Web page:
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capecodmustang.com
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« Reply #25 on: October 07, 2017, 05:44:53 AM »

I've owned quite a few Shelby's with odd numbers on them

One was a 69 GT 500 but had a "M" on the original aprons
Last year I had a 67 GT 500 with a "K" in both of it's original aprons.
I just sold a KR convertible that didn't have a "R" on either apron but the rest of the VIN was there

I currently have a 67 GT 350 that has the inner fender stamped but the original stamping was upside down.
The engraver stopped after three numbers and then started again on the same apron.

Most of the mistakes I see were made in California made Shelby's.

Bret

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Bigfoot
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« Reply #26 on: October 07, 2017, 05:59:01 AM »

4325 doesn't have an R on either apron.

I think that is the norm. Like 99% on a KR.


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kjspeed
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« Reply #27 on: October 07, 2017, 06:01:12 AM »

It wasn't my intention to stir the pot with this post, I just had a legitimate question about why the tags didn't match. Unless the owner participates in the discussion, all we have is incomplete information. The only two ID pics included in the description are the all too pristine (IMHO) buck tag and a window tag where the stamping doesn't look like the other 68 tags that I've seen. I am not an expert so I brought this up here for clarification.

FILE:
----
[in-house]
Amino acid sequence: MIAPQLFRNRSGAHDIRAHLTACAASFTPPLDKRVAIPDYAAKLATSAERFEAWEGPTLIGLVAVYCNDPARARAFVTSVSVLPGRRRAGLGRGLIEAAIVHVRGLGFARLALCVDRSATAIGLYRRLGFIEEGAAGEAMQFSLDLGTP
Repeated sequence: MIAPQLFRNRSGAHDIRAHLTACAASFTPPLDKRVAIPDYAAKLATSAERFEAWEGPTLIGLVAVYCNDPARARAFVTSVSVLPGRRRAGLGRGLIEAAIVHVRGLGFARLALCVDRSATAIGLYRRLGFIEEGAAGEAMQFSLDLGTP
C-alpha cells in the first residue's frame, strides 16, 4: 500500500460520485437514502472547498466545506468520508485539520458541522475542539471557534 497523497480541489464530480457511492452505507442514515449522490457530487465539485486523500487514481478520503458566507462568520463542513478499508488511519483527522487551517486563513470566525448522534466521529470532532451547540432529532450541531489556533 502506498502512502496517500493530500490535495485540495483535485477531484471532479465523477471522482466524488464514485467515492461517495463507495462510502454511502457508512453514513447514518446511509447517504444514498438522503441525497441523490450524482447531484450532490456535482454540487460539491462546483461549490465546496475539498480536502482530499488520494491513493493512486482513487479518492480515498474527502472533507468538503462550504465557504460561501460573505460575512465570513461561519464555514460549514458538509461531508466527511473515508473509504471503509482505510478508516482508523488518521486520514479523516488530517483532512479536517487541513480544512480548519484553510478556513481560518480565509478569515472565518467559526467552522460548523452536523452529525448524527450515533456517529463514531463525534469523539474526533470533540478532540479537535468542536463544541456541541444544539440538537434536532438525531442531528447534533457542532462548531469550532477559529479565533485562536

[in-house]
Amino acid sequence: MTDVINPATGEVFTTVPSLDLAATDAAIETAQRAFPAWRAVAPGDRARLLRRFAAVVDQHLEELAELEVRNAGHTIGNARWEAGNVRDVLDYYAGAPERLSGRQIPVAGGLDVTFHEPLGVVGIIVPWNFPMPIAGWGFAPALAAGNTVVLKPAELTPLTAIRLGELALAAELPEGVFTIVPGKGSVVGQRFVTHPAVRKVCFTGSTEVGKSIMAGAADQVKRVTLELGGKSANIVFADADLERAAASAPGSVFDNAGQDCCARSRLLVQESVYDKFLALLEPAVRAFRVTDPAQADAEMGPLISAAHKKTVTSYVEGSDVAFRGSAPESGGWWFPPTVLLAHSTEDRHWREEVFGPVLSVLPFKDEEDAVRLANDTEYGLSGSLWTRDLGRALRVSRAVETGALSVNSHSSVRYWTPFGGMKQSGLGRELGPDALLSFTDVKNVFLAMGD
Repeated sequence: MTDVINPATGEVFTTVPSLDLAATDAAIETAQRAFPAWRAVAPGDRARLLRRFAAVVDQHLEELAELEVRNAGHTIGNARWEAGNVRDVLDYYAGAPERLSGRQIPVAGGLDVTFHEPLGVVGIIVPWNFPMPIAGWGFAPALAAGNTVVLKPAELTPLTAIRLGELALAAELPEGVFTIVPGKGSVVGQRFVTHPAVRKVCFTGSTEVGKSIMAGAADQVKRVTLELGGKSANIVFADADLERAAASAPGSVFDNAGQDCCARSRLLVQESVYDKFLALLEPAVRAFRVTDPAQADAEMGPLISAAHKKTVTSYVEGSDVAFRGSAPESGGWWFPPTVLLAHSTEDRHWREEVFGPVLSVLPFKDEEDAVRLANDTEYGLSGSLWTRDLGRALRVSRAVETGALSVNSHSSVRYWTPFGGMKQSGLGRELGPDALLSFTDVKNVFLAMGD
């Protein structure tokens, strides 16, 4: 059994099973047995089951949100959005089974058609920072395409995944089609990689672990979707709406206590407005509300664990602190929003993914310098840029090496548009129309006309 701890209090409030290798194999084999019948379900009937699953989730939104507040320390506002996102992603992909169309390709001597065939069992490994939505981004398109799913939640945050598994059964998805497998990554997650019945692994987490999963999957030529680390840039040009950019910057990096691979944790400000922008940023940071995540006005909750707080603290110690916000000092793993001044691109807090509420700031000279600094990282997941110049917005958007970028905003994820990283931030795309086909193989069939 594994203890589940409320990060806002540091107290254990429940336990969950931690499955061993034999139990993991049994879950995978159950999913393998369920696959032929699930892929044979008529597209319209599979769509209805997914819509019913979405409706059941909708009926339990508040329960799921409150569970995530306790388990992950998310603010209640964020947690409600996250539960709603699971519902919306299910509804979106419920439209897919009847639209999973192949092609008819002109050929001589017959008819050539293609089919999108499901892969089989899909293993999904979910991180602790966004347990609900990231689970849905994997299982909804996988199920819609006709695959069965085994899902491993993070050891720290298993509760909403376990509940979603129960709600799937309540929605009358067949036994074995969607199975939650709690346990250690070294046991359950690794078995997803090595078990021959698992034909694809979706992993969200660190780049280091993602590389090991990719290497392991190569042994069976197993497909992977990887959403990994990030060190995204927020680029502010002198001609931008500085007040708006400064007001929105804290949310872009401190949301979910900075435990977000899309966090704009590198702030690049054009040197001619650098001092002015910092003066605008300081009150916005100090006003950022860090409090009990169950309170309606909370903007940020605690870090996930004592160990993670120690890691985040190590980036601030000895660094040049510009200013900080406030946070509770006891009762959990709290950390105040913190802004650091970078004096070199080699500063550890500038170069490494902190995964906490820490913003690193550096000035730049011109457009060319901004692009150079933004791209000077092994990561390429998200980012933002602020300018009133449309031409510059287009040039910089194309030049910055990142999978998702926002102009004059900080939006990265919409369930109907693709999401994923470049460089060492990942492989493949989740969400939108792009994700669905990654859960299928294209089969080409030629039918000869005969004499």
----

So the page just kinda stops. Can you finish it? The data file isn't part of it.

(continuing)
What we don't have at this point are the door tag, Shelby tag (both easily reproduced) or fender apron stampings, which would probably shed more light on this particular car. However, unless I'm mistaken, the window tag is the "official" vehicle VIN number that should appear on the vehicles registration, correct?

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Coralsnake
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« Reply #28 on: October 07, 2017, 09:29:11 AM »

Quote
The only two ID pics included in the description are the all too pristine (IMHO) buck tag and a window tag where the stamping doesn't look like the other 68 tags that I've seen. I am not an expert so I brought this up here for clarification.

So how many have you seen? Documented? I willing to share what I have seen, so we are not potentially calling real cars "clones".

« Last Edit: October 07, 2017, 09:31:51 AM by Coralsnake » Logged

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kjspeed
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« Reply #29 on: October 07, 2017, 01:28:06 PM »

I have two 68 window VIN tags for cars I own and have looked at several more in my search for a 68 Shelby. I am not an expert by any means which is why I brought the question to this forum.

Also, I am not calling this car a clone, I was asking if it could be in view of the VIN mismatch and/or if it had a known history by someone on the forum.

« Last Edit: October 07, 2017, 01:35:42 PM by kjspeed » Logged